So as you probably remember, at DynaVR we’re working on something at the intersection of VR and AR - we call it ER, for “Enhanced Reality”. The real brains behind the operation is my technical cofounder and old college pal, Paul. He’s always been a bit shy and reclusive, but he’s an absolutely brilliant engineer. He’s been work from home for a while now as you may have guessed, although he still doesn’t communicate much even over messaging or video calls. The lack of collaboration with the rest of the dev team hasn’t been much of any issue, though, because of how enormously productive he’s been. He’s singlehandedly developed most of the modules for our product, leaving just the small details like bug fixes to the rest of the devs. There have been some concerns about how sustainable this setup is in the long run, however until the MVP (minimum viable product) is complete the consensus view of the company board is to “let him cook”.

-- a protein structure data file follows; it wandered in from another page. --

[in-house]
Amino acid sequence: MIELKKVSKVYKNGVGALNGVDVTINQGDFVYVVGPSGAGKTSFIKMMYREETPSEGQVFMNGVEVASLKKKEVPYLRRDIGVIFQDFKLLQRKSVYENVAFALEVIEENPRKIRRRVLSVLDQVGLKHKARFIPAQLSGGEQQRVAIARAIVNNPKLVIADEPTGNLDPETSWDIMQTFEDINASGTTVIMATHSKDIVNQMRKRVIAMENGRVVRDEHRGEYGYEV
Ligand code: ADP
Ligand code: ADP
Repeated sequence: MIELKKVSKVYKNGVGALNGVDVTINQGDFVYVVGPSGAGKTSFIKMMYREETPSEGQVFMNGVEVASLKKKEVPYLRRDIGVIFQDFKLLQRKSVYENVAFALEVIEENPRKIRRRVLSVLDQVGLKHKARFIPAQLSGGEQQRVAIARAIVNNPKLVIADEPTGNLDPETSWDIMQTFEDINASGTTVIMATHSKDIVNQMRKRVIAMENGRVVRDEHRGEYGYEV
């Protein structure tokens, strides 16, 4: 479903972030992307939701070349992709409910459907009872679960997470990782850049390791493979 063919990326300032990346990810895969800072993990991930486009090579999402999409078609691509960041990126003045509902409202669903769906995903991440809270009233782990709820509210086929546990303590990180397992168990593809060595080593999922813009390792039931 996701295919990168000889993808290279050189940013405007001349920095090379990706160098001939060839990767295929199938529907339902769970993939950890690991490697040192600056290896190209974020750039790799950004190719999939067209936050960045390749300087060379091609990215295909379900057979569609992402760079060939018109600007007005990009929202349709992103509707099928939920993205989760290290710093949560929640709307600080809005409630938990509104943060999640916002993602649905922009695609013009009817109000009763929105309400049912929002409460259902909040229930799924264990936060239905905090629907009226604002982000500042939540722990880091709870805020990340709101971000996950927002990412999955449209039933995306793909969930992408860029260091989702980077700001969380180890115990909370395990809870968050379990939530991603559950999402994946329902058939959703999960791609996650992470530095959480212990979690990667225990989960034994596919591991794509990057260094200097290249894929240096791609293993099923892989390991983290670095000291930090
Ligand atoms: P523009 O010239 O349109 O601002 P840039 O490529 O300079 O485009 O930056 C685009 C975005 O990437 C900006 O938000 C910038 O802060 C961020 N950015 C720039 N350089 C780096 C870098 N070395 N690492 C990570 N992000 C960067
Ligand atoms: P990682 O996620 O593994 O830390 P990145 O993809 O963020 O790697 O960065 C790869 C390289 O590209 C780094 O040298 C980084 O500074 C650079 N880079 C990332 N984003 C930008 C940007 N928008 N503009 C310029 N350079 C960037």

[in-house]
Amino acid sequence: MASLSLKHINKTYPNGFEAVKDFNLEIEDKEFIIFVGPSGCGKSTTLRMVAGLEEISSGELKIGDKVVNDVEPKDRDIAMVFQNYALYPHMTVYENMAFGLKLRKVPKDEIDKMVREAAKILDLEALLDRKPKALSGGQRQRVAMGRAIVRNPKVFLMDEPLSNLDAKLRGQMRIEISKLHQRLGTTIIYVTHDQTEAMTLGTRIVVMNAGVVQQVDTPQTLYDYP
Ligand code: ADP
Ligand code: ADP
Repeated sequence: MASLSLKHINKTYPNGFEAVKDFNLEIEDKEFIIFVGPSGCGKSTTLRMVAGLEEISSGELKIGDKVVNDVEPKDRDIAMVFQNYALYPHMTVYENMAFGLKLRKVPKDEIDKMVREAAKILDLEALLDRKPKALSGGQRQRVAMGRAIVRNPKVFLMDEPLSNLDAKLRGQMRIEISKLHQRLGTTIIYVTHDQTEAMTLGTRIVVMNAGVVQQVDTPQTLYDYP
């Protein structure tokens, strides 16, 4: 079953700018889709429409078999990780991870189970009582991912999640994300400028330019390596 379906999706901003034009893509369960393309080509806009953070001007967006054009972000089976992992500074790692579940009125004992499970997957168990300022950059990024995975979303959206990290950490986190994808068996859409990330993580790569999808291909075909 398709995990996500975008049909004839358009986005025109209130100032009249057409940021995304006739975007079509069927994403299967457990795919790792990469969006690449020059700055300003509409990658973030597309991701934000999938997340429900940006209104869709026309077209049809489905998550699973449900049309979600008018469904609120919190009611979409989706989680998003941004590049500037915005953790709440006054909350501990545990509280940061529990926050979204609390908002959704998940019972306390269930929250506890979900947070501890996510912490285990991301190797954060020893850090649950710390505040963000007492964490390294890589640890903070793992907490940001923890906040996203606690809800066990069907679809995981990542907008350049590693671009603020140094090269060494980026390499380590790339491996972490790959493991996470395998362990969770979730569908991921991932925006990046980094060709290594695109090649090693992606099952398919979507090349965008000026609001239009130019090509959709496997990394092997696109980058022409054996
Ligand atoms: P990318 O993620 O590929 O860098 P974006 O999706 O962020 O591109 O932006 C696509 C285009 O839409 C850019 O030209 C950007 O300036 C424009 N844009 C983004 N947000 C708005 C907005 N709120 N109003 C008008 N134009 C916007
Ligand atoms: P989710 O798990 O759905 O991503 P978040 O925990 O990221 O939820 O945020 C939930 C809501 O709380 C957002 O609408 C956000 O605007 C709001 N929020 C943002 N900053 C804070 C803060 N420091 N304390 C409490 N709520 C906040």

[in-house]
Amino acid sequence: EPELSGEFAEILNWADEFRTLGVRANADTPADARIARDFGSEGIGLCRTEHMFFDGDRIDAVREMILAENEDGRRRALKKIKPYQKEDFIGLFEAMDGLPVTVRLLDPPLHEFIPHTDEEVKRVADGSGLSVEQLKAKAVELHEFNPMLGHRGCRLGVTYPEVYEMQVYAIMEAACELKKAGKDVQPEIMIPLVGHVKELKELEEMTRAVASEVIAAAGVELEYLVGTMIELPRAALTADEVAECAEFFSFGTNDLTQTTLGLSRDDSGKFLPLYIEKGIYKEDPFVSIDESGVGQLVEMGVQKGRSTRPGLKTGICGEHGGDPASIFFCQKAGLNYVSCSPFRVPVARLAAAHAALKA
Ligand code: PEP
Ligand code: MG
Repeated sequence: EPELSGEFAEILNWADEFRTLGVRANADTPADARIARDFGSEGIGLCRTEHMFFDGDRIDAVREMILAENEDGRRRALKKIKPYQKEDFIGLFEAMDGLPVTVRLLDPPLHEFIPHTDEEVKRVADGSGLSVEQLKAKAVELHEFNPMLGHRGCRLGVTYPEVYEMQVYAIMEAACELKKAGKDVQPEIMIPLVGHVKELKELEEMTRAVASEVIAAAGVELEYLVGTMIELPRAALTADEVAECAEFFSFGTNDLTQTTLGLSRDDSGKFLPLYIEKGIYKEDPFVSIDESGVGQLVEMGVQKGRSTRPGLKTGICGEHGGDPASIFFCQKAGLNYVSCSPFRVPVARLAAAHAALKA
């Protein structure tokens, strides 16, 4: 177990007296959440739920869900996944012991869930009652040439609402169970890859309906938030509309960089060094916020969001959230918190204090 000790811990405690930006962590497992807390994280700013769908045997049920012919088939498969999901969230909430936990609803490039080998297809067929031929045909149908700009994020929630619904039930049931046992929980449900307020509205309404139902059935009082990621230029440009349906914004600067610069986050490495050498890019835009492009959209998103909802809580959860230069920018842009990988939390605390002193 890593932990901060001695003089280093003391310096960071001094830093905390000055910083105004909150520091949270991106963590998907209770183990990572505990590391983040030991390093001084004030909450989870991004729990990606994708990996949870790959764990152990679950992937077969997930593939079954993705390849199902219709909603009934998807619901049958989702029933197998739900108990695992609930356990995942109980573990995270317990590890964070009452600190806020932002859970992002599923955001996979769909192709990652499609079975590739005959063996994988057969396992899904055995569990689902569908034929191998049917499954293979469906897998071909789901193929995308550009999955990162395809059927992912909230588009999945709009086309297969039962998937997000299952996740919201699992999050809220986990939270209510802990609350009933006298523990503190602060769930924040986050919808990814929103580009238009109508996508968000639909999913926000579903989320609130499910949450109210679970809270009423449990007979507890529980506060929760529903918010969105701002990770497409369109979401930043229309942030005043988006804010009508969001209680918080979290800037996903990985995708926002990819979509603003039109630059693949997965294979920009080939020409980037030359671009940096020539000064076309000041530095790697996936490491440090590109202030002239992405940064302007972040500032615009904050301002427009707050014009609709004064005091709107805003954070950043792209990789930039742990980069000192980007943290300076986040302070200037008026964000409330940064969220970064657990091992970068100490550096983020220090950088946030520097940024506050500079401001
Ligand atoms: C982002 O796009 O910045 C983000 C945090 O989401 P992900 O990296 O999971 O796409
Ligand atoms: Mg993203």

A couple months ago, in one of his rare meetings with the rest of the board, he submitted a proposal requesting a substantial amount of funding to “explore leveraging AI tools to enhance our product”. Given all the AI hype going around lately, the board was more than happy to approve his request. In the weeks after that, he was even less communicative than normal, but his output increased ENORMOUSLY. It was almost superhuman, I’ve never seen anything like it. You’ve heard of x10 engineers, well he went from being one of those to being a x100 or maybe even a x1000 engineer. Massive commits would come in constantly, even in the middle of the night. Just doing small bug fixes, the rest of the team could barely keep up with him.